Exposures and Health Effects of Diacetyl and 2,3-Pentanedione in a Coffee Processing Facility


  • Kerry Cheung WorkSafe New Zealand
  • Jane Whitelaw
  • Linda Apthorpe




Diacetyl and 2,3-pentanedione are alpha-diketones that are generated during the coffee roasting process and have been shown to be related to respiratory symptoms, abnormal lung function, and in rare cases, an irreversible disease called obliterative bronchiolitis. This study measured personal exposures in a coffee roastery in New Zealand using thermal desorption tubes and explored the prevalence of respiratory symptoms with a health questionnaire.

Exposures from task samples were highest for grinding (Geometric Mean (GM): 22.5 ppb diacetyl; GM: 19.3 ppb 2,3-pentanedione), followed by packaging (GM: 10.8 ppb diacetyl; GM: 9.3 ppb 2,3-pentanedione) and then roasting (GM: 4.7 ppb diacetyl; GM: 4.1 ppb diacetyl). 8-h time-weighted average (TWA) diacetyl exposures exceeded the National Institute of Occupational Safety and Health (NIOSH) Recommended Exposure Limit (REL) of 5 ppb for Roaster/Packager (GM: 6.6 ppb) and Grinder (GM: 5.3 ppb). 8-h TWA concentrations were below the NIOSH REL of 9.3 ppb for 2,3-pentanedione (Roaster/Packager, GM: 5.7 ppb; Grinder, GM: 4.6 ppb). Workers reported nose, eye symptoms and systemic symptoms (flu-like illness or achy joints, fever or chills, or unusual tiredness or fatigue).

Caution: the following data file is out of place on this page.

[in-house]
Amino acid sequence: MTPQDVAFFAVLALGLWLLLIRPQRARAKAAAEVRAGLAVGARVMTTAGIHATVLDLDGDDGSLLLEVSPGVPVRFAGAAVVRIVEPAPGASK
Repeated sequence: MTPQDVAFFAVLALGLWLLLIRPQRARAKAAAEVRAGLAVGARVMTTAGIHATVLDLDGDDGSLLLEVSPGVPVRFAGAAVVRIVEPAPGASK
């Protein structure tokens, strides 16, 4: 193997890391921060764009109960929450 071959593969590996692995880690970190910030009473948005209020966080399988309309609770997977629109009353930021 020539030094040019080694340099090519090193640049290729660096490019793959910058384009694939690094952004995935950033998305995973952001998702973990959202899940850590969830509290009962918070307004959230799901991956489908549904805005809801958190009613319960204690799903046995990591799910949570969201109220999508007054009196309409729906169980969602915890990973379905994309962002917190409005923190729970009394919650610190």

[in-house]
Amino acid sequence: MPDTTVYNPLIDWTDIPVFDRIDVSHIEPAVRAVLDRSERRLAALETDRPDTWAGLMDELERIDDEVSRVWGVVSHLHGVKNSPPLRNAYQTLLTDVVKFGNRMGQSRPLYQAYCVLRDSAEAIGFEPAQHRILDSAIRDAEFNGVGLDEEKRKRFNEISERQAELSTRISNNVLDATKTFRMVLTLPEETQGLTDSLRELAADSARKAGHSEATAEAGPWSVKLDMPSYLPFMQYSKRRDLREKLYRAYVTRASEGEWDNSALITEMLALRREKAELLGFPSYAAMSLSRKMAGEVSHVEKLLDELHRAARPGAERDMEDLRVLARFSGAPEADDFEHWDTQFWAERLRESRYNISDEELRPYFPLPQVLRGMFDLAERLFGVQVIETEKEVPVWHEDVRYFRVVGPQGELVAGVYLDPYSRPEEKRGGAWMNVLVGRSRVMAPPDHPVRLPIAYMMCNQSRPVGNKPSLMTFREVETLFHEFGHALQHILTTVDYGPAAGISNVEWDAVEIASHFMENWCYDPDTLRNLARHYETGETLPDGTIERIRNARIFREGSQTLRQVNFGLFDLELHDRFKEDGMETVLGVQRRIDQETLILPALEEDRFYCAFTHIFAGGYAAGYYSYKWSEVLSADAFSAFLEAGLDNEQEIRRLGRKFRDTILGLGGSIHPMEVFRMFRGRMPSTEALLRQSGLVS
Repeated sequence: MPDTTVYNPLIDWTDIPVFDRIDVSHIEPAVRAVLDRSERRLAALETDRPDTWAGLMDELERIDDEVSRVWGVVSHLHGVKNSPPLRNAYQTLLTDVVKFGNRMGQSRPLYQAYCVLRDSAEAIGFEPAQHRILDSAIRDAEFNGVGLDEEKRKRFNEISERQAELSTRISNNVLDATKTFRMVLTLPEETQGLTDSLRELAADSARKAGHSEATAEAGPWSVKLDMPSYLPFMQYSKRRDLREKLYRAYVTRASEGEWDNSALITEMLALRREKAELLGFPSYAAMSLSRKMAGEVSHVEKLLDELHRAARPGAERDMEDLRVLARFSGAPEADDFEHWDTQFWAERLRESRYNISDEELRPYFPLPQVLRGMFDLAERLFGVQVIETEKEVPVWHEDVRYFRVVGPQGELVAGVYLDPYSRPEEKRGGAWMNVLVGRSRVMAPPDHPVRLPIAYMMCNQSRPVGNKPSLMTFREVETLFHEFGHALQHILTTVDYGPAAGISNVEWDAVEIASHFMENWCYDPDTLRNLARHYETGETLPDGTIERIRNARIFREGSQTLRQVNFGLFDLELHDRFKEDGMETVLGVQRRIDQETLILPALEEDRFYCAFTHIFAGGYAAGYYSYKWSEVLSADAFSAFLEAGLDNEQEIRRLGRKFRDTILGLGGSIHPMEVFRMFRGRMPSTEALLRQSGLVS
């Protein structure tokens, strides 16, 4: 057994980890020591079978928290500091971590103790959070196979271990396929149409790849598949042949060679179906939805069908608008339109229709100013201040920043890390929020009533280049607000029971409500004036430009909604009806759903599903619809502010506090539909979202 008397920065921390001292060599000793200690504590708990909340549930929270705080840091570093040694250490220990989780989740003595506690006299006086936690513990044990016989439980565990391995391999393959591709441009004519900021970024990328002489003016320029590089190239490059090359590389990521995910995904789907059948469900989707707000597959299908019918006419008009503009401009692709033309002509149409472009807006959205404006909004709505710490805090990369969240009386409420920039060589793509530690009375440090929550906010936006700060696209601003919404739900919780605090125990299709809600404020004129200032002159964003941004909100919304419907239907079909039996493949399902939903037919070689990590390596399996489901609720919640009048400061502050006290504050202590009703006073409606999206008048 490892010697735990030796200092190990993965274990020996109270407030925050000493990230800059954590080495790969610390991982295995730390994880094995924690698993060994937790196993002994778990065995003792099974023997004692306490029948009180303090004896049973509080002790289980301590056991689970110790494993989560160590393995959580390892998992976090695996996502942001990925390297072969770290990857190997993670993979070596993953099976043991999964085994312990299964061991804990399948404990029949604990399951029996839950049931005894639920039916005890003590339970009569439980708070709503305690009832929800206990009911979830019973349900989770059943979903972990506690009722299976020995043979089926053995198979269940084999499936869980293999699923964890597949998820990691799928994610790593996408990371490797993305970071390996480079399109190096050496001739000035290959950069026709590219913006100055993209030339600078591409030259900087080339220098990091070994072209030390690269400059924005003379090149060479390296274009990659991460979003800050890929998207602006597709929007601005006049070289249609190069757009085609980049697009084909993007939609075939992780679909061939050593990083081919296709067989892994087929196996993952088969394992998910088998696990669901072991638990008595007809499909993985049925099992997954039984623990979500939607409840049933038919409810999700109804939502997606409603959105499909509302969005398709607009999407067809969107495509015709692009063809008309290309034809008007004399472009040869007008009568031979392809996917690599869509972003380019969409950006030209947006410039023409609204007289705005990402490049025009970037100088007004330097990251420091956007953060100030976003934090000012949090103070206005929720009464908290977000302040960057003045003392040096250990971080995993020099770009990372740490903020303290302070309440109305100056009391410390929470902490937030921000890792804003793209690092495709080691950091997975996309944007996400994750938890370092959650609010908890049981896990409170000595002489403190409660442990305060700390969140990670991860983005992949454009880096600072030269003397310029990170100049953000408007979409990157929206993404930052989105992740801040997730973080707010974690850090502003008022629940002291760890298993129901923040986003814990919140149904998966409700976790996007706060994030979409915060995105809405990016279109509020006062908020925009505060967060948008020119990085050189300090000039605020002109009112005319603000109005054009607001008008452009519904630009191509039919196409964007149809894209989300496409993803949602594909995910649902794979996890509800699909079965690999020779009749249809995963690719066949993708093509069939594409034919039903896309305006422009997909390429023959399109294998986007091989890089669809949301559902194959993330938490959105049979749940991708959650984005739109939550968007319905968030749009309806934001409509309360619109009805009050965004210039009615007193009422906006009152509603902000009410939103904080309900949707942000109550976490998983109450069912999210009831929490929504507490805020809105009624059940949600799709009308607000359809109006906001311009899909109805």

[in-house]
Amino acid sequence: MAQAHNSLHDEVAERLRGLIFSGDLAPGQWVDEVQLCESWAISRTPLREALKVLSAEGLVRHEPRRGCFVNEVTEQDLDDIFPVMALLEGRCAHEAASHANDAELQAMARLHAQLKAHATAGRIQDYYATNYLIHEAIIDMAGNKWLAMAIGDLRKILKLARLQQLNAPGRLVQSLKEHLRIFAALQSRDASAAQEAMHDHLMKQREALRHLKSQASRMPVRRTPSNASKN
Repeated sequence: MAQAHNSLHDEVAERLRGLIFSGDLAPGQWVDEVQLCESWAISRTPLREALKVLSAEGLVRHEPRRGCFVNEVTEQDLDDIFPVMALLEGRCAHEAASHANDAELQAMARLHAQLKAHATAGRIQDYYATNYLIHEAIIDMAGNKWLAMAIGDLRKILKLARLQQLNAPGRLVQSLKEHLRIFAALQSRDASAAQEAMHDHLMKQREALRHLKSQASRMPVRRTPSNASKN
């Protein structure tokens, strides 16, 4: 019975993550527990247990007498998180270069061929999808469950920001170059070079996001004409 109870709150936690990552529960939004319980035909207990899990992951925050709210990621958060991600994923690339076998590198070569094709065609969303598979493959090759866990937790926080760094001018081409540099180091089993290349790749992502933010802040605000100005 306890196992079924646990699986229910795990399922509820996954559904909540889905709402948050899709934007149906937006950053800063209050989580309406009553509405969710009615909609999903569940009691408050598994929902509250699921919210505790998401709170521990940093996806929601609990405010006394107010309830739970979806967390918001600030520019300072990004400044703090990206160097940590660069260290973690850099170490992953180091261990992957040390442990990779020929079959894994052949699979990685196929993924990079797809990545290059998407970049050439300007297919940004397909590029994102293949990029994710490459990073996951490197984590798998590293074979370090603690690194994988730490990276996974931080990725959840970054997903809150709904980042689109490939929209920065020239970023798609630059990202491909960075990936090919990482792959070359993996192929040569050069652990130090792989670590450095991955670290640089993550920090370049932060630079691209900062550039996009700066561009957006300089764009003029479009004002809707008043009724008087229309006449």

The results indicated that exposure was highest for tasks involving ground coffee beans and that coffee processing workers can be exposed to alpha-diketones above the NIOSH RELs. Further research into alpha-diketone exposure and health effects, and control measures to minimise exposure are recommended.


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How to Cite

Cheung, K., Whitelaw, J., & Apthorpe, L. (2024). Exposures and Health Effects of Diacetyl and 2,3-Pentanedione in a Coffee Processing Facility. New Zealand Journal of Health and Safety Practice, 1(1). https://doi.org/10.26686/nzjhsp.v1i1.8679